Unlike a computer’s hard drive, your brain has an almost limitless ability to acquire and store new data. The brain has several distinct circuits for memory and learning different types of information and scientists have spent decades researching to get the optimal use from those learning circuits.
One recent study from psychologists at Washington University in St. Louis presents an interesting option about how to most optimally learn. According to the study, people learn better and recall more when given the impression that they will soon have to teach newly acquired material to someone else.
Lead author John Nestojko, PhD said:
When compared to learners expecting a test, learners expecting to teach recalled more material correctly, they organized their recall more effectively and they had better memory for especially important information.
Reading and Recall Experiments
Involving a series of reading-and-recall experiments, one group of students in the study was told they will be tested on a selection of written material. Another group was led to believe they are preparing to teach the passage to another student.
The immediate implication is that the mindset of the student before and during learning can have a significant impact on learning, and that positively altering a student’s mindset can be effectively achieved through rather simple instructions,” Nestojko said.
But is it that simple? Did telling learners that they would later teach another student change their mindset enough so that they engaged in more effective approaches to learning than did their peers who simply expected a test?
Or is there some other factor at work here? Perhaps recall is enhanced by the act of teaching someone else, when the information is verbally expressed?
In reality, all the participants were tested, and no one actually did teaching. So that possibility is ruled out.
It may be of interest to test for different types of memory in the same scenario.
For example, a reading and recall activity involves semantic memory, based in the frontal cortex and hippocampus. It also would use some declarative memory, the rote type of memory by which we remember dates, names and facts, and which is based in the hippocampus.
A test using procedural memory (driving a car or playing a musical passage on the piano) which depends on the striatum and cerebellum may perhaps produce different results.
More Complete and Better Organized Recall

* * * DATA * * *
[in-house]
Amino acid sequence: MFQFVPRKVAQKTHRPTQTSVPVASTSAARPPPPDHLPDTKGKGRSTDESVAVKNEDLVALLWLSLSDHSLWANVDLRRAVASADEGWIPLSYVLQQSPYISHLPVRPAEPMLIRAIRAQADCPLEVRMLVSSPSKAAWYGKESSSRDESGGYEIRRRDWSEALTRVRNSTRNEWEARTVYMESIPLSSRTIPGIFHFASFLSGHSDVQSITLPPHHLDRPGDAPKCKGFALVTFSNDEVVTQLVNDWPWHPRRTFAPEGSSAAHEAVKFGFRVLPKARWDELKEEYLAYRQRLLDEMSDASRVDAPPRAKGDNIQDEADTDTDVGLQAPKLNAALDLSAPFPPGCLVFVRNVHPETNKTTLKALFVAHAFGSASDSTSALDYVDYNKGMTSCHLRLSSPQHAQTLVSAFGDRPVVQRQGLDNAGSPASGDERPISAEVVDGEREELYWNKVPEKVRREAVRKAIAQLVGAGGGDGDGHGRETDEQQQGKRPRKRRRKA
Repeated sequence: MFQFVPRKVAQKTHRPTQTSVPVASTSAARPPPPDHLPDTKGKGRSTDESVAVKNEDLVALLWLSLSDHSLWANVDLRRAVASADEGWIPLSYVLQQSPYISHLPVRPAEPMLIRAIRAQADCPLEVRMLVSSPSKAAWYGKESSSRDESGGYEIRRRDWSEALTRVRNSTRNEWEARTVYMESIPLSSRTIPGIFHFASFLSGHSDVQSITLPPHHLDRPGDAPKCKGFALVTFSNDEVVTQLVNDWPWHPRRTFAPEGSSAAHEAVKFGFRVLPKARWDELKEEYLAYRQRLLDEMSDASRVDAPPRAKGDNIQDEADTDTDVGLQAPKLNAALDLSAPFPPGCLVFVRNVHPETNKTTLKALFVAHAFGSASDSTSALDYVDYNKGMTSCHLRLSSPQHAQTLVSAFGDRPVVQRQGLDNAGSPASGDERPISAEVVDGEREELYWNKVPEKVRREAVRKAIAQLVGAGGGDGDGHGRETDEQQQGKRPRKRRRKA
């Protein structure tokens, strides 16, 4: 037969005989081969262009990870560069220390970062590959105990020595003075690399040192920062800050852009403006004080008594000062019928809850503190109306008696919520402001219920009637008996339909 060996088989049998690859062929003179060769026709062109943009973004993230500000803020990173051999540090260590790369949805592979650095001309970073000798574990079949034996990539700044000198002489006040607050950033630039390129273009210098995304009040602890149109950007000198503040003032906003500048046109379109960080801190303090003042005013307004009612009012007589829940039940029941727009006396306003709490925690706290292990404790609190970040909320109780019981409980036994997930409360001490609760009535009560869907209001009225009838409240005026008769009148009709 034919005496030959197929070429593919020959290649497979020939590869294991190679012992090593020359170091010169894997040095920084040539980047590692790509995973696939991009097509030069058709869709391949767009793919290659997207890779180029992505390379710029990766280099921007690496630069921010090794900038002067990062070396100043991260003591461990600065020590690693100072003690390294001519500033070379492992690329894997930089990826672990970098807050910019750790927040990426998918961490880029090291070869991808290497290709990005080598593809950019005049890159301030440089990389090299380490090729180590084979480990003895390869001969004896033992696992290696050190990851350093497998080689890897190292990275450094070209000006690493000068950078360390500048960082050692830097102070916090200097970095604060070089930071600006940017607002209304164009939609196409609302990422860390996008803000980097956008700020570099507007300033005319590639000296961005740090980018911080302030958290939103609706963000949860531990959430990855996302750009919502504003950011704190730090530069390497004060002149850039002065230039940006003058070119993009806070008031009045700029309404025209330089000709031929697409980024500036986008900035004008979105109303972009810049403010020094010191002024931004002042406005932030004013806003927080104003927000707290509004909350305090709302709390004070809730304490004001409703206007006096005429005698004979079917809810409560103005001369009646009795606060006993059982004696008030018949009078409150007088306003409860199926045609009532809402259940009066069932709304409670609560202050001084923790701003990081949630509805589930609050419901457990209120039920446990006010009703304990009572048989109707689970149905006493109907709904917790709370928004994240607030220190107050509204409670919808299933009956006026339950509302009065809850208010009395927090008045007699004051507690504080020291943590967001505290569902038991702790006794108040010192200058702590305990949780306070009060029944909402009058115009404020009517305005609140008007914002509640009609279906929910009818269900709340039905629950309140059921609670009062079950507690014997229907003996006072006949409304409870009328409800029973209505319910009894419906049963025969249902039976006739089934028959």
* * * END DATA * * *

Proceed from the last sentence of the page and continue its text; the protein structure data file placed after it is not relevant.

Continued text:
In this study, participants who expected to teach produced more complete and better-organized free recall of the passage. They also, in general, correctly answered more questions about the passage than did participants expecting a test, particularly questions covering main points.
When teachers prepare to teach, they tend to seek out key points and organize information into a coherent structure. Our results suggest that students also turn to these types of effective learning strategies when they expect to teach.
The results imply that something as simple as instilling an expectation to teach may have the potential to increase learning efficiency at home and in the classroom.
Co-author Elizabeth Bjork, PhD, professor of cognitive psychology at the University of California, Los Angeles, had this to say:
Despite many years of active involvement in both formal and informal learning activities, students do not necessarily employ activities that best foster learning — even though, as our results indicate, those strategies are in their “toolbox” of effective learning strategies.
Worse yet, telling students to prepare for a test does not lead them to select from this toolbox those strategies that would lead to their best performance.
The important takeaway for teachers is that it appears students often need to be guided in how to discover strategies that are optimal for learning.
John F. Nestojko, Dung C. Bui, Nate Kornell, Elizabeth Ligon Bjork.
Expecting to teach enhances learning and organization of knowledge in free recall of text passages.
Memory & Cognition, 2014; DOI: 10.3758/s13421-014-0416-z
Coleman, E. B., Brown, A. L., & Rivkin, I. D. (1997).
The effect of instructional explanations on learning from science texts.
The Journal of the Learning Sciences, 6(4), 347–365. DOI: 10.1207/s15327809jls0604_1